"Chris," Wade's voice was weird. Christian didn't look at him. His heart was pounding in his small chest and he felt hot and cold at the same time. Then, he felt it. Wade's fingers on the back of his hand, tracing the tiny veins and cupping gently. Christian stared straight ahead, scared.

"Chris," Wade, after a moment, almost whimpered.

Christian turned his palm to face Wade's. It was a surrender. Wade clutched it tightly. Christian looked over at Wade for the first time, uncertain and shaking. He looked down at their entwined hands and then back up into Wade's gray eyes. Wade leaned in closely and kissed him. Time seemed to stand still and stars sparkled in the backs of Christian's eyes. His heart thundered in his chest at the warmth and softness of Wade's lips on his own. It was nothing like with Julie. It was so he was coming home. Christian gave in and tried to kiss him back, but Wade began to pull away. Wade yanked his hand free and stared at Christian, accusing.

"You better not say a word to anyone," Wade yelled and Christian drew back, shaking. Wade surged to his feet and Christian stood, too, on wobbly legs.

"W-Wade, I won't," Christian stammered and Wade stood before him, simmering with confused anger and eyes wet with un-shattered tears.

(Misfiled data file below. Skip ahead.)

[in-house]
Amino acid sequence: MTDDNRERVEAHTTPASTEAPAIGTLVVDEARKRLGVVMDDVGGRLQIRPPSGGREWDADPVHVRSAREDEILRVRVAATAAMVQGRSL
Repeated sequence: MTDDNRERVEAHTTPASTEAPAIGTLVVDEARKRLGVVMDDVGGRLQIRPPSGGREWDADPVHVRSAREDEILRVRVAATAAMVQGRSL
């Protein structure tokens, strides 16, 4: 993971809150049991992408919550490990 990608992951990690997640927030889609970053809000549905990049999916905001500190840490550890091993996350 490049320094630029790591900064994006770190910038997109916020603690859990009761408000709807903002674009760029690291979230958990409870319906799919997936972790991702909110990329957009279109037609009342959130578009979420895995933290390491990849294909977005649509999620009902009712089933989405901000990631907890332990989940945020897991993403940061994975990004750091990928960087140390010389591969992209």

"You'd better not," Wade warned and for good measure his fist connected with Christian's stomach. Christian doubled over in pain.

"I'm not a faggot," Wade hissed angrily. "I'm not, Chris. I'm not a faggot."

But I am, Christian's heart screamed the words, but he was too afraid to open his mouth. He huddled near the ground, bawling, and Wade ran away.

Christian lay against the tree branch and wiped away his tears as he remembered what had happened earlier that day. On the bus ride home, Wade had moved away from the seat they shared and all of the boys had followed him. They hadn't even glanced back at Christian. He was just Wade's friend to most of them. The boys' laughter came to Christian in snatches and from a distance. He stared out of the window, numb, all the way home.

He had stopped only to drop his books on the steps at home, kissed his mother on the cheek and taken off across the field to the tree. It was his favorite place. It had been his secret, but the year before he had shared it with Wade. The tree that could hide a boy completely. He and Wade had lain on the branches together and watched as the world spun by. A certain peace had settled over him during those times. With Wade, he didn't need to hide. They were the same. He didn't have to be alone.

Wade wouldn't be his friend anymore. Wade would think he was a faggot, but Christian didn't care. It had all been too good. He had learned long ago when his father disappeared that people would only come and go.

He didn't need Wade Harrison. He didn't need anyone.